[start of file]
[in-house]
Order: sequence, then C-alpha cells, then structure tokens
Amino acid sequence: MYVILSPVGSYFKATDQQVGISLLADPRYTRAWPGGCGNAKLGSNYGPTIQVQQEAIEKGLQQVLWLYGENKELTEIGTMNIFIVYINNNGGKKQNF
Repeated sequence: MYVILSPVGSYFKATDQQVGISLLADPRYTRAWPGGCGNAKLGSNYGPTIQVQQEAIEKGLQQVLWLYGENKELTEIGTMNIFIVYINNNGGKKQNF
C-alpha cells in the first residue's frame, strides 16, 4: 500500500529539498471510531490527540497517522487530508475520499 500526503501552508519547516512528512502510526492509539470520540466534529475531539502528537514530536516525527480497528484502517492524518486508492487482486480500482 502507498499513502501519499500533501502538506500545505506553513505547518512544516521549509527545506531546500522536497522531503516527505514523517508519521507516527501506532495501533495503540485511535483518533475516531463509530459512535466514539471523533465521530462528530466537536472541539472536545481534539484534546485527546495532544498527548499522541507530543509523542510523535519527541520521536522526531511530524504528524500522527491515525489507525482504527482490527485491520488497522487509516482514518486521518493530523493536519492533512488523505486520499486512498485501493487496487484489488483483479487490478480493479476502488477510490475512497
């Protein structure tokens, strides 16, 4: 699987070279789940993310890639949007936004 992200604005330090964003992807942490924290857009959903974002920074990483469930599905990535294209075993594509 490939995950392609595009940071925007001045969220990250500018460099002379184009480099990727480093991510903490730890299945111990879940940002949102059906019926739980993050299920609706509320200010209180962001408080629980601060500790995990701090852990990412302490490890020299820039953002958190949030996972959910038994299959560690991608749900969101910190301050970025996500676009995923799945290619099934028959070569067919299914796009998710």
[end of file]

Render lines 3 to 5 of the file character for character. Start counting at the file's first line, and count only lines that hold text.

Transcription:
Amino acid sequence: MYVILSPVGSYFKATDQQVGISLLADPRYTRAWPGGCGNAKLGSNYGPTIQVQQEAIEKGLQQVLWLYGENKELTEIGTMNIFIVYINNNGGKKQNF
Repeated sequence: MYVILSPVGSYFKATDQQVGISLLADPRYTRAWPGGCGNAKLGSNYGPTIQVQQEAIEKGLQQVLWLYGENKELTEIGTMNIFIVYINNNGGKKQNF
C-alpha cells in the first residue's frame, strides 16, 4: 500500500529539498471510531490527540497517522487530508475520499 500526503501552508519547516512528512502510526492509539470520540466534529475531539502528537514530536516525527480497528484502517492524518486508492487482486480500482 502507498499513502501519499500533501502538506500545505506553513505547518512544516521549509527545506531546500522536497522531503516527505514523517508519521507516527501506532495501533495503540485511535483518533475516531463509530459512535466514539471523533465521530462528530466537536472541539472536545481534539484534546485527546495532544498527548499522541507530543509523542510523535519527541520521536522526531511530524504528524500522527491515525489507525482504527482490527485491520488497522487509516482514518486521518493530523493536519492533512488523505486520499486512498485501493487496487484489488483483479487490478480493479476502488477510490475512497